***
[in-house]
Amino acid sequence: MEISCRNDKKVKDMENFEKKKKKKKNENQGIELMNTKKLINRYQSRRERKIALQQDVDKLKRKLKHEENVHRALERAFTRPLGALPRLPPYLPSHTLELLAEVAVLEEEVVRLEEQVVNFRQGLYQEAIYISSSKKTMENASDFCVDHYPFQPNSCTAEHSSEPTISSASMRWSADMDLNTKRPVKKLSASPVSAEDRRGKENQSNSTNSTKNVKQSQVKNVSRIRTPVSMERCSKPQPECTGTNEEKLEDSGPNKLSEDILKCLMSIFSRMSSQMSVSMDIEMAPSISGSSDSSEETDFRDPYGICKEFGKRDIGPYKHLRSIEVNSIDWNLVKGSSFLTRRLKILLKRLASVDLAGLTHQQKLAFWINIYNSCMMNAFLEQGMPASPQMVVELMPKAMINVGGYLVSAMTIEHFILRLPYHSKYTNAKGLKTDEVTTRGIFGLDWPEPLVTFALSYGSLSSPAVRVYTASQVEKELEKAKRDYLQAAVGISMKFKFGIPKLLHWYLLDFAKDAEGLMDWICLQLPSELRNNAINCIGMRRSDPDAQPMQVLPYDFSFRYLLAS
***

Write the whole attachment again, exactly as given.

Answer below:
[in-house]
Amino acid sequence: MEISCRNDKKVKDMENFEKKKKKKKNENQGIELMNTKKLINRYQSRRERKIALQQDVDKLKRKLKHEENVHRALERAFTRPLGALPRLPPYLPSHTLELLAEVAVLEEEVVRLEEQVVNFRQGLYQEAIYISSSKKTMENASDFCVDHYPFQPNSCTAEHSSEPTISSASMRWSADMDLNTKRPVKKLSASPVSAEDRRGKENQSNSTNSTKNVKQSQVKNVSRIRTPVSMERCSKPQPECTGTNEEKLEDSGPNKLSEDILKCLMSIFSRMSSQMSVSMDIEMAPSISGSSDSSEETDFRDPYGICKEFGKRDIGPYKHLRSIEVNSIDWNLVKGSSFLTRRLKILLKRLASVDLAGLTHQQKLAFWINIYNSCMMNAFLEQGMPASPQMVVELMPKAMINVGGYLVSAMTIEHFILRLPYHSKYTNAKGLKTDEVTTRGIFGLDWPEPLVTFALSYGSLSSPAVRVYTASQVEKELEKAKRDYLQAAVGISMKFKFGIPKLLHWYLLDFAKDAEGLMDWICLQLPSELRNNAINCIGMRRSDPDAQPMQVLPYDFSFRYLLAS